The Geohazards, Volcanoes, and Geodynamics Group at UB is a thriving community currently composed of four faculty, one research scientist, two postdoctoral researchers, and typically 20 to 30 graduate students.
The group's efforts are dedicated to studying fundamental research and teaching in all aspects of physical volcanology.
Marcus I. Bursik (Professor) – Volcanic and geologic hazards, plumes, tephrochronology, volcanotectonics, mapping, numerical modeling, surface processes
Estelle Chaussard – (Assistant Professor) Volcano geophysics, deformation studies and relations to magmatic activity, remote sensing for geohazards applications
Bea Csatho - (Professor) Remote Sensing, Glaciology, Climate Change, Geophysics
Tracy K. P. Gregg (Associate Professor) – Planetary volcanology (particularly on Mars and the Moon), mid-ocean ridge volcanism, basaltic lava flows
Margarete Jadamec (Assistant Professor) - Geodynamics, Tectonophysics, High Performance Computing
Pranabendu Moitra - (Adjunct Professor) - Multiphase magma rheology, Bubble-crystal growth and conduit flow modeling, magmatic heat transfer: high-T experiments and modeling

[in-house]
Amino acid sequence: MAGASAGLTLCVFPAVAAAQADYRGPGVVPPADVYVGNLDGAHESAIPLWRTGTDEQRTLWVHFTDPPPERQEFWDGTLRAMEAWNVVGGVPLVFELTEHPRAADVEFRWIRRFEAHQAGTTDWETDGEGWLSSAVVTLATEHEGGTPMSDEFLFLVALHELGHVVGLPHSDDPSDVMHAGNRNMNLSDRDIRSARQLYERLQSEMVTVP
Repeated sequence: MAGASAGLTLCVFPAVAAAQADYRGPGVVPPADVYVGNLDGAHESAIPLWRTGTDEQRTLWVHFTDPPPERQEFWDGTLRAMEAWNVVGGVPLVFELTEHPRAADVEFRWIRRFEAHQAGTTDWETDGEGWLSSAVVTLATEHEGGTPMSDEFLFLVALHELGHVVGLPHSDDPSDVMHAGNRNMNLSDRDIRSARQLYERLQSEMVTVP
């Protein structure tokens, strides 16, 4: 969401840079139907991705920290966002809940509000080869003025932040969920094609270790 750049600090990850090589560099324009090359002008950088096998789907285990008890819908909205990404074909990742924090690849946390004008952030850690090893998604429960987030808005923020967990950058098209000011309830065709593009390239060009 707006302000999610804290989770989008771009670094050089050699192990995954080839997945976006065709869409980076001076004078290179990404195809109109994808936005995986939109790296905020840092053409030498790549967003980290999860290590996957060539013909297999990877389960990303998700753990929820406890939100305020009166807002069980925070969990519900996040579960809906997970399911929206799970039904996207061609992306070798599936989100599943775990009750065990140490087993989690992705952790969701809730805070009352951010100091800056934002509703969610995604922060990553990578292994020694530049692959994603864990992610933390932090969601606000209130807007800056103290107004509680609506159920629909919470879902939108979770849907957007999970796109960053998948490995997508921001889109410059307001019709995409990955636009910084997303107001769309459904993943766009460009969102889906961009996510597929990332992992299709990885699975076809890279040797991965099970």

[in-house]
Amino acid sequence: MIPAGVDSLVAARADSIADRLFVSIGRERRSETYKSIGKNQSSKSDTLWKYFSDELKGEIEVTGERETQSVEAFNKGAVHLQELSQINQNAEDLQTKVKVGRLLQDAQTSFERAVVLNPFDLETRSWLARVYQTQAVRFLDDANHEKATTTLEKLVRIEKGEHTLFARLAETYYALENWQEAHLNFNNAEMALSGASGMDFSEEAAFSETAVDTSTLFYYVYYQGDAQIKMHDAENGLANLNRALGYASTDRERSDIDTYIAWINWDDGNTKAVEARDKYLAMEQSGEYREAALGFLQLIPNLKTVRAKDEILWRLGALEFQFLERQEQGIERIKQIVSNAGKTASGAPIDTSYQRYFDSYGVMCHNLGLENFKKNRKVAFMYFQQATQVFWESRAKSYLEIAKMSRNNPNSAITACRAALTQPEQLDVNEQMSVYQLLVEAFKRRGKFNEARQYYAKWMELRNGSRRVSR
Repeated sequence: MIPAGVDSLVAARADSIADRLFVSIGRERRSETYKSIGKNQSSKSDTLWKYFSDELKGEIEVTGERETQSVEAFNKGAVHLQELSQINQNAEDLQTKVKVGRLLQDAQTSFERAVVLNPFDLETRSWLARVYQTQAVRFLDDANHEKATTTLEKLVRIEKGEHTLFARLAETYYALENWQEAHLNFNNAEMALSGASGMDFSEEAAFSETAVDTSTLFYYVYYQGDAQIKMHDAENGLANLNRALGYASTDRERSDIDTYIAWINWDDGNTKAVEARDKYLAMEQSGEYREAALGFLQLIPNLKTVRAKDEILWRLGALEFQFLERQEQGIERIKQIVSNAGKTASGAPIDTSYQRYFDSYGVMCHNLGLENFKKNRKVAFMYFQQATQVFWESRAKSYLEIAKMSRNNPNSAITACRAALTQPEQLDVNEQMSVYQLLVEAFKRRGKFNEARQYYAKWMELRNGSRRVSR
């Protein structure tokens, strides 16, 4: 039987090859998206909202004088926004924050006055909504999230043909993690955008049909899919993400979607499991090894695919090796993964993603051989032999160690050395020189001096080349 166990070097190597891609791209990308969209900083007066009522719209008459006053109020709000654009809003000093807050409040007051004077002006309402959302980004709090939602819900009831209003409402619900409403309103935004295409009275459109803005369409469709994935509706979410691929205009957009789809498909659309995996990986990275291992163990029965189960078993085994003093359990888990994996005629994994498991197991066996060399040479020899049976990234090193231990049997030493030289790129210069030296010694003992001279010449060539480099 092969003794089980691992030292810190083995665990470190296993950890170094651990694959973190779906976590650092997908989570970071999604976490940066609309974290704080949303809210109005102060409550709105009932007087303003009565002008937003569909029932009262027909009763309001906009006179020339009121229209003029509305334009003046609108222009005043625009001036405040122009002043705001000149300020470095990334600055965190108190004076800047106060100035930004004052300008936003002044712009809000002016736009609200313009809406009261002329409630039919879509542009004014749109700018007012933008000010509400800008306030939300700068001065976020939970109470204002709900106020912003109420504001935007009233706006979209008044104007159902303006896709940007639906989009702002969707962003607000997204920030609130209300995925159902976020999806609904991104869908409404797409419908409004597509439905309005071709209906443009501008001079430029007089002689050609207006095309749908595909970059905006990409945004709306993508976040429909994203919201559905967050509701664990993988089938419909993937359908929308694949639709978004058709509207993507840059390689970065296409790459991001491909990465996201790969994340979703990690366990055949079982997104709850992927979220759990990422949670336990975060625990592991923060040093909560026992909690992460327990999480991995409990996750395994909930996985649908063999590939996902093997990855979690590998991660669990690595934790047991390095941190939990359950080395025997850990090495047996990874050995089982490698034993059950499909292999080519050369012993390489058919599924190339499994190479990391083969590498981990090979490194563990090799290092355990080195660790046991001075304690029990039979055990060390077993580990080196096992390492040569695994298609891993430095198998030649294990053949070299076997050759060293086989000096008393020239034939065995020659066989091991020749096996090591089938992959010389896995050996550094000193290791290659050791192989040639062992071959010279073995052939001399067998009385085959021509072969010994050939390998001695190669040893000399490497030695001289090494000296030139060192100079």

Ingo Sonder – (Research Scientist) - Experimental volcanology, magma-water interaction, explosion dynamics
Greg A. Valentine (Professor) – Volcanic risk, basaltic volcanic fields, pyroclastic deposits, volcano fluid dynamics, volcaniclastic and surface processes
We share a broad focus on geological hazards and volcanic processes. Areas of research include volcanic flows, compaction-cooling processes, slope stability, geological mass flows, volcano deformation, volcano plumbing, explosive eruptions, magma-water interaction, mid-ocean ridge volcanism, volcano-tectonics, seismic hazard and crustal faulting processes (seismic and aseismic), aquifers-related deformation, environmental hazards, and resources sustainability.
The group's work links strongly with efforts coordinated by the university-wide Center for Geohazards Studies, which works to nucleate and facilitate cross-disciplinary efforts to understand and mitigate geological hazards. Recent work in this area includes probabilistic assessments of future eruptions in volcanic fields, and stochastic eruption plume and pyroclastic flow modeling. An additional major effort is development of the Geohazards Field Station, an outdoor lab for large-scale experiments on geological hazards processes.